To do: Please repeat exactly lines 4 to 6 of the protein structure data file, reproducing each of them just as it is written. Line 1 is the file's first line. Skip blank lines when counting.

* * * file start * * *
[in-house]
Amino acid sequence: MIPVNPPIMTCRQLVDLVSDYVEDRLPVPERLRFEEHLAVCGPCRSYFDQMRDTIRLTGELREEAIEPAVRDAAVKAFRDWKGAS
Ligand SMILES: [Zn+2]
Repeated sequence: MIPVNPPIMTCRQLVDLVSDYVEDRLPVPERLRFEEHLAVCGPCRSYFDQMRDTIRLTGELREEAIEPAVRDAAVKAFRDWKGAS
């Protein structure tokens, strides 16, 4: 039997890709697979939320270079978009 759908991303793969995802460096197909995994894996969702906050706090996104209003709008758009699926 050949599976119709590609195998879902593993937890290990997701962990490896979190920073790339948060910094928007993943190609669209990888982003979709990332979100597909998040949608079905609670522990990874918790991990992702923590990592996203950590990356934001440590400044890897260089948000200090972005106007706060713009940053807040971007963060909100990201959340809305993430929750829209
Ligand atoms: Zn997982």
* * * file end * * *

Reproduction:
Repeated sequence: MIPVNPPIMTCRQLVDLVSDYVEDRLPVPERLRFEEHLAVCGPCRSYFDQMRDTIRLTGELREEAIEPAVRDAAVKAFRDWKGAS
């Protein structure tokens, strides 16, 4: 039997890709697979939320270079978009 759908991303793969995802460096197909995994894996969702906050706090996104209003709008758009699926 050949599976119709590609195998879902593993937890290990997701962990490896979190920073790339948060910094928007993943190609669209990888982003979709990332979100597909998040949608079905609670522990990874918790991990992702923590990592996203950590990356934001440590400044890897260089948000200090972005106007706060713009940053807040971007963060909100990201959340809305993430929750829209
Ligand atoms: Zn997982």